• Systems immunology of transcriptional responses to viral infection identifies conserved antiviral pathways across macaques and humans. Cell reports Ratnasiri, K., Zheng, H., Toh, J., Yao, Z., Duran, V., Donato, M., Roederer, M., Kamath, M., Todd, J. M., Gagne, M., Foulds, K. E., Francica, J. R., Corbett, K. S., Douek, D. C., Seder, R. A., Einav, S., Blish, C. A., Khatri, P. 2024; 43 (2): 113706


    Viral pandemics and epidemics pose a significant global threat. While macaque models of viral disease are routinely used, it remains unclear how conserved antiviral responses are between macaques and humans. Therefore, we conducted a cross-species analysis of transcriptomic data from over 6,088 blood samples from macaques and humans infected with one of 31 viruses. Our findings demonstrate that irrespective of primate or viral species, there are conserved antiviral responses that are consistent across infection phase (acute, chronic, or latent) and viral genome type (DNA or RNA viruses). Leveraging longitudinal data from experimental challenges, we identify virus-specific response kinetics such as host responses to Coronaviridae and Orthomyxoviridae infections peaking 1-3 days earlier than responses to Filoviridae and Arenaviridae viral infections. Our results underscore macaque studies as a powerful tool for understanding viral pathogenesis and immune responses that translate to humans, with implications for viral therapeutic development and pandemic preparedness.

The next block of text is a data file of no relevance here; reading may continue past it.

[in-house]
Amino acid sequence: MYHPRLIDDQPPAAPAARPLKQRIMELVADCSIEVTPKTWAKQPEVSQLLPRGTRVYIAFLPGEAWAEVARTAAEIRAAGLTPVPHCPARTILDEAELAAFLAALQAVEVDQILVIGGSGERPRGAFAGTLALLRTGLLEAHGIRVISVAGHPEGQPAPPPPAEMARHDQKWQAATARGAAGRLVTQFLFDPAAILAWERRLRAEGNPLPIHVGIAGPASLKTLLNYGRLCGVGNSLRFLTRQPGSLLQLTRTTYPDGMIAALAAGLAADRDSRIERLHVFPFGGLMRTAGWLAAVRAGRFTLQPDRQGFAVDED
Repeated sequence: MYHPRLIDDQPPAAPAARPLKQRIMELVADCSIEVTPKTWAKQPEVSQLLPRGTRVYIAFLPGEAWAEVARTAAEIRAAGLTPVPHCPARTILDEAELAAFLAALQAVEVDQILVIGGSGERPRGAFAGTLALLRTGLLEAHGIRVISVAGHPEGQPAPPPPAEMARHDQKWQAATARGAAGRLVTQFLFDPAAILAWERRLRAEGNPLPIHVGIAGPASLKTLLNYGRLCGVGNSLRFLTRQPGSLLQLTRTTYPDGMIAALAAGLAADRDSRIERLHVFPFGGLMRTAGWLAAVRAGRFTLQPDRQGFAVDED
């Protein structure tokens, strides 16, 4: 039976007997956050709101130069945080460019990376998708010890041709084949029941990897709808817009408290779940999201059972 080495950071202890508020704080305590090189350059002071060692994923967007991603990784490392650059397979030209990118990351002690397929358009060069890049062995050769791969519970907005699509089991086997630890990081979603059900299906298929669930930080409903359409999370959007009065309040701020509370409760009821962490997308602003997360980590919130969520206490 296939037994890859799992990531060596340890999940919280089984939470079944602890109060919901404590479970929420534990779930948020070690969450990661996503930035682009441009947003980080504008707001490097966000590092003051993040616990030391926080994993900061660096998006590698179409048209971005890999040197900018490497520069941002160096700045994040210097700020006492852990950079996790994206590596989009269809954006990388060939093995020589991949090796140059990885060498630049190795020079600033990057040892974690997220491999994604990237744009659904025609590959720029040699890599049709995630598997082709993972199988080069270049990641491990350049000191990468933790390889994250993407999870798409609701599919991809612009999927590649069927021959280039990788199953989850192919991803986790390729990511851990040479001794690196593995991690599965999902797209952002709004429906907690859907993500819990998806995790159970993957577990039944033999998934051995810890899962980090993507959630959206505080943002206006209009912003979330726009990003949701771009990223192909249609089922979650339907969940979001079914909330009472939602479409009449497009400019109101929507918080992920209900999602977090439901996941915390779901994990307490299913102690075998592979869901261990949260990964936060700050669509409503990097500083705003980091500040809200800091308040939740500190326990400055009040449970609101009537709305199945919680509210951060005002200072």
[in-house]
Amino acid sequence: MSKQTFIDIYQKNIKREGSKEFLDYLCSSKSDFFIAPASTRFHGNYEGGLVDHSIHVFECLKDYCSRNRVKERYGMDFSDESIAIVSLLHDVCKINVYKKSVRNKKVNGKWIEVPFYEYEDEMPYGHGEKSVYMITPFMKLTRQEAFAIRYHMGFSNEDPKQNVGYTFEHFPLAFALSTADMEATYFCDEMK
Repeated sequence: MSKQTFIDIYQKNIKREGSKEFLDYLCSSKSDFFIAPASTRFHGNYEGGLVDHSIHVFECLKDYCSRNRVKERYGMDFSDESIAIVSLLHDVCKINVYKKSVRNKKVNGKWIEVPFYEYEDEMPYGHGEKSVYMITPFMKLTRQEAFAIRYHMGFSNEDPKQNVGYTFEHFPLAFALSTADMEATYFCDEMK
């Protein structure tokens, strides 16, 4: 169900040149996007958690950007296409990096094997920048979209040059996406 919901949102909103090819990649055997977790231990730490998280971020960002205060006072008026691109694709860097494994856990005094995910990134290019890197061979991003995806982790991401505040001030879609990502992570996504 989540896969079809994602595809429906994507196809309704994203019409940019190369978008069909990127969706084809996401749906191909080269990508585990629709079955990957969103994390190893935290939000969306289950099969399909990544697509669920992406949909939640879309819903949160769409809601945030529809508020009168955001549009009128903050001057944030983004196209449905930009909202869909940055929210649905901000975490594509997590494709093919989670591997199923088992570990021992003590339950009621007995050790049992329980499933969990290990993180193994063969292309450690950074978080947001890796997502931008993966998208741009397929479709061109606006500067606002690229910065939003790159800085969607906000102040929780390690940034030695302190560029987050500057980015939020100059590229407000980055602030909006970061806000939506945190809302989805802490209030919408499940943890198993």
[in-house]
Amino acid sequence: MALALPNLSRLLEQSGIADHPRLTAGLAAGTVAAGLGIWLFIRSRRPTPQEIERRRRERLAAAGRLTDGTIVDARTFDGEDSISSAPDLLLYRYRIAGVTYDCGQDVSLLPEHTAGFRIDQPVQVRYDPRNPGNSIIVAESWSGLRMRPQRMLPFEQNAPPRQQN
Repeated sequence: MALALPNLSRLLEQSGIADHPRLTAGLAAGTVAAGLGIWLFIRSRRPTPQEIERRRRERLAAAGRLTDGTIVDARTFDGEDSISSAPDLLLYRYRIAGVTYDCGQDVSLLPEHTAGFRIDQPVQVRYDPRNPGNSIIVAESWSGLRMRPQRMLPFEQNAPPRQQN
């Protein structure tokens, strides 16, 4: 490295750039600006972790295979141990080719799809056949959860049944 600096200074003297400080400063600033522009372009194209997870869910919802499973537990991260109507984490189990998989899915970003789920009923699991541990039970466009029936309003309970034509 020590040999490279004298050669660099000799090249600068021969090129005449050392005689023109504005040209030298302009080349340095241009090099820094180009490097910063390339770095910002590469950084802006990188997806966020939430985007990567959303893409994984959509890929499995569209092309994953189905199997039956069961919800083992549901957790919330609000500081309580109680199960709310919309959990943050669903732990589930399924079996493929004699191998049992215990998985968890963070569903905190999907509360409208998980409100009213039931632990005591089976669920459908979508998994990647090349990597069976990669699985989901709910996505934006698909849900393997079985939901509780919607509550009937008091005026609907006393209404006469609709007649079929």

View details for DOI 10.1016/j.celrep.2024.113706

    View details for PubMedID 38294906

  • Global and cell type-specific immunological hallmarks of severe dengue progression identified via a systems immunology approach. Nature immunology Ghita, L., Yao, Z., Xie, Y., Duran, V., Cagirici, H. B., Samir, J., Osman, I., Rebellón-Sánchez, D. E., Agudelo-Rojas, O. L., Sanz, A. M., Sahoo, M. K., Robinson, M. L., Gelvez-Ramirez, R. M., Bueno, N., Luciani, F., Pinsky, B. A., Montoya, J. G., Estupiñan-Cardenas, M. I., Villar-Centeno, L. A., Rojas-Garrido, E. M., Rosso, F., Quake, S. R., Zanini, F., Einav, S. 2023


    Severe dengue (SD) is a major cause of morbidity and mortality. To define dengue virus (DENV) target cells and immunological hallmarks of SD progression in children's blood, we integrated two single-cell approaches capturing cellular and viral elements: virus-inclusive single-cell RNA sequencing (viscRNA-Seq 2) and targeted proteomics with secretome analysis and functional assays. Beyond myeloid cells, in natural infection, B cells harbor replicating DENV capable of infecting permissive cells. Alterations in cell type abundance, gene and protein expression and secretion as well as cell-cell communications point towards increased immune cell migration and inflammation in SD progressors. Concurrently, antigen-presenting cells from SD progressors demonstrate intact uptake yet impaired interferon response and antigen processing and presentation signatures, which are partly modulated by DENV. Increased activation, regulation and exhaustion of effector responses and expansion of HLA-DR-expressing adaptive-like NK cells also characterize SD progressors. These findings reveal DENV target cells in human blood and provide insight into SD pathogenesis beyond antibody-mediated enhancement.